Linux Install Lesson Plan
From Hive76 Wiki
Revision as of 10:41, 8 December 2013 by Steph
- 9-9:30: Show up, get ready, hook up M's laptop to projector as people show up: Start starting back-ups
- <= 10:20: Go-around with names, preferred pronouns (Hi, I'm Maggie, I use she and her), experience, intentions
- Finish starting back-ups
- What's Linux (S)
- To introduce the OS concept, ask people what programs they use, then to name some computer hardware. Then explain that an operating system is the glue in between.
- An operating system is the software that acts as glue between your computer's hardware and the programs that you use on it. It's the software that, for example, links the physical movement of a mouse with the action of moving a cursor and clicking inside a program.
- Linux is an operating system. Other common operating systems are Windows, OSX/Macintosh, and UNIX, and there are others that are older or specialized.
- What's FOSS (M)
- Generate list of things to do on a computer, proprietary and non-proprietary apps for them
- Here, participants name things they do with their computers and the programs they use. We identify those programs as FOSS or proprietary. We put a chart on the markerboard with columns like "Graphics editor / Photoshop / The Gimp" and "Web browser / Internet Explorer, Safari / Firefox, Opera"
- Implications of using proprietary/open software (M)
- Differences b/w distros, and why we chose Ubuntu (S)
- What we call “Linux”, the part that has to stay the same in order to be called Linux, is actually a pretty small piece of code called the “kernel”. Different flavors of Linux are called “distributions.” Distributions have different looks and feels, and have different ways of doing tasks like updating software. Some of the differences are subtle, and some are pretty stark.
- Names that you might have heard are Ubuntu, Debian, Red Hat, Fedora, Gentoo, CentOS, Suse, Puppy Linux, and lots of others.
- We chose Ubuntu because it's very popular, and it's popular because it's generally pretty easy to use and compatible with a lot of hardware. Also, being popular means that there are lots of people on the user forums, so it's easy to find someone who had the same problem you're having, and easy to ask for help.
- What happens in install/what can go wrong (S)
- hardware incompatibility w/ boot disk
- buggy installer
- partitioning problems
- multiples of devices
- partition not big enough
- Quick mention of what you can do if you don't want to install at this point
- Explain what a live cd is
- Suggest installing FOSS software
- Team up with another student
- Make install cds: 1.5 n (where n=number of students signed up), half 32-bit and half 64-bit, plus some blanks (S)
- Check on hive stickers (S) There are some on the shelf in the back. Give to each student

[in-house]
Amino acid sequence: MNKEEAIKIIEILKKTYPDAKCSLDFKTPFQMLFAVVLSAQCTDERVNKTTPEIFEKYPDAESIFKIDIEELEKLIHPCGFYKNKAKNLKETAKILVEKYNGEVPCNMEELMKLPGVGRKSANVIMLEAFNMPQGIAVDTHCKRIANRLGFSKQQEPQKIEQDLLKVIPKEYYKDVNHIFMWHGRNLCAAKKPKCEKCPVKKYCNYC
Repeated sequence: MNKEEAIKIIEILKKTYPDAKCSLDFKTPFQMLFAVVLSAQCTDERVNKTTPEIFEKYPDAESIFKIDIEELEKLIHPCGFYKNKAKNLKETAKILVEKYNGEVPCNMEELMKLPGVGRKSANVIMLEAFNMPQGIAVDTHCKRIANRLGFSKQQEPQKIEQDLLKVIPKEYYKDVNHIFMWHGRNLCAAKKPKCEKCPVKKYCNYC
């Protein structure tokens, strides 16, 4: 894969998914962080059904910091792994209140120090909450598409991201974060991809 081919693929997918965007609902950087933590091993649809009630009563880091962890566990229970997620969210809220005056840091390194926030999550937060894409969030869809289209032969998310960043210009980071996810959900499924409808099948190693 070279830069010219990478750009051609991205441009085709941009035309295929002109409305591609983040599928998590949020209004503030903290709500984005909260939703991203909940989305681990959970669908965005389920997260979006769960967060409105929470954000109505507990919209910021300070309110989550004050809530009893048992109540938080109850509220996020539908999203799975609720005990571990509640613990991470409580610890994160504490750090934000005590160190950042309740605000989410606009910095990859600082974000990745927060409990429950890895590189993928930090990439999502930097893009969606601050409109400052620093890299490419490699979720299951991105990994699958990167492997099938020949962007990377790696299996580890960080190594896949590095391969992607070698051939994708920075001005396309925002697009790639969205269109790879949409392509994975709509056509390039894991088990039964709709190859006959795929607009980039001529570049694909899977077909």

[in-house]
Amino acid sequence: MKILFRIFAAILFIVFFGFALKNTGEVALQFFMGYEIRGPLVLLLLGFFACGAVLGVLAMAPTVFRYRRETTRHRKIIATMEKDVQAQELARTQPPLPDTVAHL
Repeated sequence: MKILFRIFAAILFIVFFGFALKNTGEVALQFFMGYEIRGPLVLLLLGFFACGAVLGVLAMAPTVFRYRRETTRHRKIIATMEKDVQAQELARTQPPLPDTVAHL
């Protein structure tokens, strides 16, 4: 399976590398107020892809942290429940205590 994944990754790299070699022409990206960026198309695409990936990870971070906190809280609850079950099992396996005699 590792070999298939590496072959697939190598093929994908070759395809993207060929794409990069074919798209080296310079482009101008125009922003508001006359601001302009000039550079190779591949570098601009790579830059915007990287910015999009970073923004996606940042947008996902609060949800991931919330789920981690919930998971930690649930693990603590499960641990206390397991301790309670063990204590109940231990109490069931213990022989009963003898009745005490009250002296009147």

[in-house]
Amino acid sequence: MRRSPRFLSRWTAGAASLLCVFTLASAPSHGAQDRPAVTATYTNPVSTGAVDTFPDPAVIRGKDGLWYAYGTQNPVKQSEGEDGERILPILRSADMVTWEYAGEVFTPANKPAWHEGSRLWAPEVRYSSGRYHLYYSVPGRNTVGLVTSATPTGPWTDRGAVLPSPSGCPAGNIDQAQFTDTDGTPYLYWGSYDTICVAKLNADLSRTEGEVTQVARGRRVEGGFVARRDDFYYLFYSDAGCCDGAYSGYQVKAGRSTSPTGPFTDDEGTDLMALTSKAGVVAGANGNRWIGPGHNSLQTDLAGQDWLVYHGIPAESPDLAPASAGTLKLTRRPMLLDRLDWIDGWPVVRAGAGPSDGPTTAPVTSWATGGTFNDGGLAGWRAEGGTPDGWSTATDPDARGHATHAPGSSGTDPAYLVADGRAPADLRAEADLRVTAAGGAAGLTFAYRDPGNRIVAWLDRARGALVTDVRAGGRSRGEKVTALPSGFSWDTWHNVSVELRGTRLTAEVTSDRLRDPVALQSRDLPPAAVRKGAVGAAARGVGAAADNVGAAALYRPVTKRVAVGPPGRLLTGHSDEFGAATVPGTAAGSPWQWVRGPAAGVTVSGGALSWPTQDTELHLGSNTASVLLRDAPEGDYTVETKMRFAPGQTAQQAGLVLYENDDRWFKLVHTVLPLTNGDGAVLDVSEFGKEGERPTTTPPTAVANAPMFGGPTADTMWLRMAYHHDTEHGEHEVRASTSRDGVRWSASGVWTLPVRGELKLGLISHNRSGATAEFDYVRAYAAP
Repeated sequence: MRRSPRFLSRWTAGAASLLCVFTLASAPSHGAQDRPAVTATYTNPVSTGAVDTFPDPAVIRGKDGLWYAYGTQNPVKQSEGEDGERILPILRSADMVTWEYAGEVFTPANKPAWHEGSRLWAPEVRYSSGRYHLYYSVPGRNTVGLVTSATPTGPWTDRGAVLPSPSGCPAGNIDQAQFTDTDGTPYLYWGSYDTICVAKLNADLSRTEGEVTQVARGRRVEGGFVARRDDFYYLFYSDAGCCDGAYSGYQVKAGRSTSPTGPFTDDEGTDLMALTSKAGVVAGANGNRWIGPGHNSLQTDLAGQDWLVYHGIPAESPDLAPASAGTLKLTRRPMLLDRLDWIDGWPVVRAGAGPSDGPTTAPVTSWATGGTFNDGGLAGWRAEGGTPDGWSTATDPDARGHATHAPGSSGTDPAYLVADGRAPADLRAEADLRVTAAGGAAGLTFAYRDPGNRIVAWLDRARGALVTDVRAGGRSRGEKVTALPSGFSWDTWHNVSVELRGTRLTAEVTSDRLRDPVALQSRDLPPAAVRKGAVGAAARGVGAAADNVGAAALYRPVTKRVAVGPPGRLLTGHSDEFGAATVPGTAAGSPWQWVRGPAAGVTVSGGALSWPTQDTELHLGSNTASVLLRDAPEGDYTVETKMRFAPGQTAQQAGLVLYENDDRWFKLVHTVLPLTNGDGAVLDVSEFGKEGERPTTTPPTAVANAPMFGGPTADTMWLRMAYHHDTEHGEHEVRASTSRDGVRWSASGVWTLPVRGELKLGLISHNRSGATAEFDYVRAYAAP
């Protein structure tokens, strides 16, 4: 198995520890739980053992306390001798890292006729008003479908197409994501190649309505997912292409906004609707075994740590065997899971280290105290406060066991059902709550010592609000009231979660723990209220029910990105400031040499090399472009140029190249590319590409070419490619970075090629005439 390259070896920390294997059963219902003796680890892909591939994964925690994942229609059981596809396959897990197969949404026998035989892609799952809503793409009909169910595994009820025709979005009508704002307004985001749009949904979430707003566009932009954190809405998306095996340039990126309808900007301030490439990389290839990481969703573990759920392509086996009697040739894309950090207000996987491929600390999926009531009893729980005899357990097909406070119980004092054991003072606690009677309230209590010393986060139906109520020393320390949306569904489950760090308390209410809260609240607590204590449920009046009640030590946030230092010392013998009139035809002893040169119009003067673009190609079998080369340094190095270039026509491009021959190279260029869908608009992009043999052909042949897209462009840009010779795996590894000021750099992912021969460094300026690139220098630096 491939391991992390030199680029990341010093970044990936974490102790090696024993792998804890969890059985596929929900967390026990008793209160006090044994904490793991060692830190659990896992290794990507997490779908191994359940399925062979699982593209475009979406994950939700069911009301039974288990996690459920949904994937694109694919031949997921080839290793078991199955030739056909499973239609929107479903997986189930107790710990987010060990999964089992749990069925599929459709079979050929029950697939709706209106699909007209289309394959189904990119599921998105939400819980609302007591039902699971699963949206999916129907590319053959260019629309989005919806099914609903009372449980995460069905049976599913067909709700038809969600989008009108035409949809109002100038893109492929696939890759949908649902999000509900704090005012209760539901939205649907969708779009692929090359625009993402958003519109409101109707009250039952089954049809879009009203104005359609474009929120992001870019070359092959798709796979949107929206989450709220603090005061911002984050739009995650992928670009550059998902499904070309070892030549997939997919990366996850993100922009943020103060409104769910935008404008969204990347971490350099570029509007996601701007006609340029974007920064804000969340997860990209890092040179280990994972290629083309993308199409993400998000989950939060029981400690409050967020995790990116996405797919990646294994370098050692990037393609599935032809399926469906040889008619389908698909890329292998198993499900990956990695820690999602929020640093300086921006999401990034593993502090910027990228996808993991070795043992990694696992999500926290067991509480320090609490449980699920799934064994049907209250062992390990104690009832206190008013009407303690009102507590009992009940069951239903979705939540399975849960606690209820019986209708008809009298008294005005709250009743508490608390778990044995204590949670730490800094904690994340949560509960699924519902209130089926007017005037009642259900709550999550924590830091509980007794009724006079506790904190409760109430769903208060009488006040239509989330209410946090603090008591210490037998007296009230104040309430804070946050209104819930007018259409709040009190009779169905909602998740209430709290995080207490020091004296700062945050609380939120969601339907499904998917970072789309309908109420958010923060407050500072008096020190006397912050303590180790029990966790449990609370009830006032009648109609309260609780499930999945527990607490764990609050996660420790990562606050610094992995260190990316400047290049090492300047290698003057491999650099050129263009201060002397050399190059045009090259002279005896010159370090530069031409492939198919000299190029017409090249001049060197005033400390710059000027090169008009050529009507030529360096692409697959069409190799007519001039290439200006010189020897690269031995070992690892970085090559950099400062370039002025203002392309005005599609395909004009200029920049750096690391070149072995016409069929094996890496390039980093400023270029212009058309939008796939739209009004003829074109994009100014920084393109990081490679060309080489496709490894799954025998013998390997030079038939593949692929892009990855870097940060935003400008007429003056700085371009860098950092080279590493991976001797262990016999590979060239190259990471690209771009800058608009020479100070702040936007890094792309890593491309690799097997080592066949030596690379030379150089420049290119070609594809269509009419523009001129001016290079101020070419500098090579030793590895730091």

- Make handout: agenda annotated resource list with troubleshooting, business models, philosophizing, book recommendations (M)
- Print final handout on Sat evening/Sun morning (M or S)
- print some zines (M)
- food budgeting (S)
Handout for class
Hive76 Linux Install Class Outline
- Start backing up data
- What is Linux?
- Free and open source operating system
- The glue between computer hardware and software programs
- Other examples of OSs: with Windows, Macintosh, UNIX
- What is free and open source software?
- Free software definition
- Open source definition
Freeware and shareware disambiguation
- Examples of proprietary and FOSS programs
- Implications of using proprietary software (and advantages of using FOSS)
- Debugging and community oversight
- Security risks
- Malicious programs
- Data locked into proprietary format
- Odious license agreements
- Differences between Linux distributions (and why we chose Ubuntu)
- “Linux” is small – just the kernel
- Lots of ways to package it up – called “distributions”
- Differences in things like software updates. Some subtle, some obvious
- Some common distros: Debian, RedHat, Fedora, CentOS, Gentoo, Suse...
- Ubuntu is popular, pretty easy, and has a big user community
- Linux installation process overview (and things that can go wrong)
- Hardware incompatibility with boot disk
- Buggy installer
- Partitioning problems, partition too small
- Multiples of devices (Ex: 2 disks ethernet ports, can be confusing)
- Don't forget your password!
- Firewall configuration
- Internet and wireless set up
- What you can do if you don't want to install yet
- Live cd
- FOSS within proprietary OS
Some Useful References Troubleshooting on the web:
- Step-by-step install process with screenshots: http://news.softpedia.com/news/Installing-Ubuntu-9-10-126370.shtml
- Ubuntu forums: http://ubuntuforums.org/
- The Official Ubuntu Book (user-friendly approach, geared towards people who are accustomed to windows)
- Linux: The Advanced Reference (more detailed, geared towards custom configuration)
Philosophical musings on FOSS
- FOSS and Proprietary Software Chapter of The Organic Internet: http://mayfirst.org/files/organicinternet.1.5.pdf
- The Free Software Movement – Anarchism in Action: http://www.indymedia.org.uk/en/2003/12/283113.html
- Why Open Source misses the point of Free Software: http://www.gnu.org/philosophy/open-source-misses-the-point.html
Models for FOSS development
- Open source software projects as user innovation networks: http://idei.fr/doc/conf/sic/papers_2002/vonhippel.pdf
- Open Source Software Development: http://opensource.mit.edu/papers/greenberg.pdf (business school thesis with in-depth case studies)